Events cancelled and postponed and Canada disappears off into the horizon and staying local for exercise: how do I stay motivated? Is a 10k limit a rule? How long can I be out? Blimey, I need to work off all this home-baking. The gardening isn’t cutting it on the calorie burning front. The garden looks amazing by the way. I settled on the usual short runs and a weekly long run of 12 -13 miles and hoped that I did not meet myself coming in the opposite direction in the park. I know every inch of the local parks and woods now.
June – September – easing back into the wild
I eased into a process of mindful running and days where I just walked: relaxing, stopping to admire things around me and taking photos. It was also the season of the virtual event: enter the event, run the miles locally meeting the set criteria. I threw my hat in the ring and did the Virtual West Highland Way running 95 miles over 9.5 days with a couple of mileage based cut-offs and choosing to attempt the elevation. It’s tough. Running twice a day most of the days fitted around work. It felt good to give my running a sense of purpose and I’m was happy with my effort.
My enthusiasm got the better of me and I also ran the 72 mile Virtual Great Glen Way two weeks later and knackered myself. If anything it was harder due to the shorter window to run it and only having one weekend in the window. No more virtual events for the time being.
As we eased out of the lockdown like nervous animals being released back into the wild, I started to go back to the trails and extend my miles. We sought new locations to avoid the masses flocking to the more known and popular spots. A stretch of the Southern Upland Way from Sanqhuar was not one of my better choices and Alasdair was seriously unhappy with the swampfest.
A long weekend in the Cairngorms was a revelation. I have no idea why we never spent time there before now. It was just glorious chilling, walking and running in some spectacular places.
October & November – here we go again
Covid-19 started to spread again and varying levels of restrictions are put back in place. Whilst still allowed to travel within our Health Board I supported my friend Katherine on an ultra that she was running to raise funds for the Charity she works for.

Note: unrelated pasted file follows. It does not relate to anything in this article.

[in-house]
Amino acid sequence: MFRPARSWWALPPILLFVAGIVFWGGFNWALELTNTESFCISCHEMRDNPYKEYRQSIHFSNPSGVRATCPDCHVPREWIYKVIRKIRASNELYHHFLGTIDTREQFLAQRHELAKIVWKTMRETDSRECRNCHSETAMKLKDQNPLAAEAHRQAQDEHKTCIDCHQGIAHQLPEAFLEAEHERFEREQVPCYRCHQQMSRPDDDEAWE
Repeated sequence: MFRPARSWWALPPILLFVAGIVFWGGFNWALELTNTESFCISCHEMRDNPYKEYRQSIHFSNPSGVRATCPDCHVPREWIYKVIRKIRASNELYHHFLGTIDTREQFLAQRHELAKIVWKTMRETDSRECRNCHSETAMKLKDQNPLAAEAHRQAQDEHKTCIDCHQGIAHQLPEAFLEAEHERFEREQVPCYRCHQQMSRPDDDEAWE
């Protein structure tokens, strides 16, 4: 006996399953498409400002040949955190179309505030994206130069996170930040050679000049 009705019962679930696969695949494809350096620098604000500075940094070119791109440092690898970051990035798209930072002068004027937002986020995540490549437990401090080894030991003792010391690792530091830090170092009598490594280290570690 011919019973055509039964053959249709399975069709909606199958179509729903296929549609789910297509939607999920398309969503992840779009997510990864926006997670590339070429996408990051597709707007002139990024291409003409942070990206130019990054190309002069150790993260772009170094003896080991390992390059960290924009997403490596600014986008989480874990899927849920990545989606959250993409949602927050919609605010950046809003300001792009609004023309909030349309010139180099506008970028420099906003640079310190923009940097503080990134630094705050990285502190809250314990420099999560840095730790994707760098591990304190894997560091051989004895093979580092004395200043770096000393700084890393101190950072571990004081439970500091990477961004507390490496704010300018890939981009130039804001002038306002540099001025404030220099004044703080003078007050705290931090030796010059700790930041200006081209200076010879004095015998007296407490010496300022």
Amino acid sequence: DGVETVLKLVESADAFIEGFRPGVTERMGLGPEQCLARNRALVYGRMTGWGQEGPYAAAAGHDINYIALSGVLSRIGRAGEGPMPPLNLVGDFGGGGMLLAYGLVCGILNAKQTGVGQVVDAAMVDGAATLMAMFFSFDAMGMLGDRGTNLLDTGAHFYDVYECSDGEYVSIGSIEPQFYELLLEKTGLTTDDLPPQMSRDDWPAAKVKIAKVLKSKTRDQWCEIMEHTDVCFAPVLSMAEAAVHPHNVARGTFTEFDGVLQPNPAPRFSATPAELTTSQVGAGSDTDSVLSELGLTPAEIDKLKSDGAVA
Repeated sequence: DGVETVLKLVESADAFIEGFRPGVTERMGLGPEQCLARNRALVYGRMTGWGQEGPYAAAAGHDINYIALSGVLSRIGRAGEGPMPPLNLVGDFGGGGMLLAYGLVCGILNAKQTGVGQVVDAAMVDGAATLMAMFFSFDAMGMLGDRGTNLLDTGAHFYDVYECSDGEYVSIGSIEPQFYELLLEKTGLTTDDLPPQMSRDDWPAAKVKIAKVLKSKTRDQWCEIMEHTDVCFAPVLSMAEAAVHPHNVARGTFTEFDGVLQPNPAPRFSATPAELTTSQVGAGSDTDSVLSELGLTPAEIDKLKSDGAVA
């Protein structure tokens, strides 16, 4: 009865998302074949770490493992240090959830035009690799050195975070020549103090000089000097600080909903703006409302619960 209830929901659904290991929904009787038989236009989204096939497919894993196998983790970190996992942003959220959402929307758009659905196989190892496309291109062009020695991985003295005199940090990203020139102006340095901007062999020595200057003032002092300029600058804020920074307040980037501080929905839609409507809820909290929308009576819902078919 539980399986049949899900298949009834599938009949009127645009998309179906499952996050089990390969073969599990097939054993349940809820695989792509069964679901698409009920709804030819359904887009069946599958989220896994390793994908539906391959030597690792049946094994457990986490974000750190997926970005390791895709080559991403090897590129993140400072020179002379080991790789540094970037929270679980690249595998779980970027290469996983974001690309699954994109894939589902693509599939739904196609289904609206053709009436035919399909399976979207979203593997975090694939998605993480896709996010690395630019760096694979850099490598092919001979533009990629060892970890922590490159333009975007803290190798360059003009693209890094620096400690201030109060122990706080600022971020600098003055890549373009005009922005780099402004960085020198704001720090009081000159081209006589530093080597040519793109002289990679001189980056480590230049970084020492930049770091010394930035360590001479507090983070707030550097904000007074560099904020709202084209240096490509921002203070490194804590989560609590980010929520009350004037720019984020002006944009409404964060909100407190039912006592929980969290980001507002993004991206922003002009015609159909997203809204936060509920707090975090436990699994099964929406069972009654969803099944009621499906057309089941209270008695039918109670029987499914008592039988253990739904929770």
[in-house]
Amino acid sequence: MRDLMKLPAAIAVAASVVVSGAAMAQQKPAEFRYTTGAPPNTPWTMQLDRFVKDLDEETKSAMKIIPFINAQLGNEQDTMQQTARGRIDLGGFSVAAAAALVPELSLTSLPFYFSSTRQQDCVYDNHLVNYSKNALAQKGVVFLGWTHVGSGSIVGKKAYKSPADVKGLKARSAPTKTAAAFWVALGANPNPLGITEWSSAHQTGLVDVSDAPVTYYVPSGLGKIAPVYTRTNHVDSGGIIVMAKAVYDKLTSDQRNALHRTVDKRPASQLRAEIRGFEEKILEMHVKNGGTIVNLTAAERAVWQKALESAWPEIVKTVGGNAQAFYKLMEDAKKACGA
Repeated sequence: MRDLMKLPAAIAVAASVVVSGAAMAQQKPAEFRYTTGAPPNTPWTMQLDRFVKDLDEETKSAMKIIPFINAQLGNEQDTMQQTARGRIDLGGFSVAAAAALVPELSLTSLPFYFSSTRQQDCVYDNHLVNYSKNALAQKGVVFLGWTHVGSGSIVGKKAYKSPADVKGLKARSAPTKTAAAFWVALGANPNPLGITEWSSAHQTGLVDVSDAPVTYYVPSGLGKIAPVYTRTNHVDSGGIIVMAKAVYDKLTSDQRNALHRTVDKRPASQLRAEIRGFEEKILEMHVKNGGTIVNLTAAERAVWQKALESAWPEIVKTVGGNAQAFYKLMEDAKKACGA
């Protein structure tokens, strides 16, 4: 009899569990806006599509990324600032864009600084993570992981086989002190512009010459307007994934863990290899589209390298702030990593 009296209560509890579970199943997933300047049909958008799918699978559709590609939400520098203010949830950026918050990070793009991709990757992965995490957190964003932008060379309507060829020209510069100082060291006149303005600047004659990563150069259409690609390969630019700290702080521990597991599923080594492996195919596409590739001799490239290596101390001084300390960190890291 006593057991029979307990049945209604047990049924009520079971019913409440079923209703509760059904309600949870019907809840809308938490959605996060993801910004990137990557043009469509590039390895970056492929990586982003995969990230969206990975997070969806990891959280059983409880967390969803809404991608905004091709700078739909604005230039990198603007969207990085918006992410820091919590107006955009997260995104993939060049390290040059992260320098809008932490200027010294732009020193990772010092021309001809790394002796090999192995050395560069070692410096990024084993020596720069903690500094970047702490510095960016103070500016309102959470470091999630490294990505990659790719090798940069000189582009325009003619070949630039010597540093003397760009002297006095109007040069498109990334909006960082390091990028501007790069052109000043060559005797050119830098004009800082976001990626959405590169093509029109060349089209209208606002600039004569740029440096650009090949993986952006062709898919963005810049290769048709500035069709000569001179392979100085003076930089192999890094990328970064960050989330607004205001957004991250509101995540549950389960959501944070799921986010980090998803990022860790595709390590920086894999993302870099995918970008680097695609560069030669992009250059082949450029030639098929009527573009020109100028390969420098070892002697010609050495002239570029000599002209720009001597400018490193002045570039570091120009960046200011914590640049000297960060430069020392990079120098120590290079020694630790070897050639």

We ran the Clyde Coastal path, which is 37.5 miles, not the advertised 35. It feelt like an event. It felt so good to be out running a long distance trail with someone. I have to say that long sections of it were really not great in terms of interest or terrain and there was a lot of tarmac; a lot. A long section along the A8 was tedious and the low point of the day. But it was wholly within our health board, border to border. Such a great day and a glimmer of hope towards getting back to rights.
Then it’ was level 4 lockdown, wings clipped and running within your council area: urgh, not again. With hindsight we should have been braver and got out and done more while things were more open. I started to struggle mentally. I was and am just so over this, as we all are. Everything just started to get to me: not seeing my aunt and the girls, not being able to hug them, not being able to travel for a change of scene.
It has gone even more TU. Christmas cancelled for a start as a new variant of the virus emerged and spread like wild fire. I, we, have to find something positive. My mental state is vastly improved by routine, exercise and daylight. Accepting a challenge from a friend to post a daylight photo each day has helped immeasurably. There is a glimmer of hope. Vaccinations have begun and the hope of more vaccines coming through the approval process.
My little list of 2020 positivity: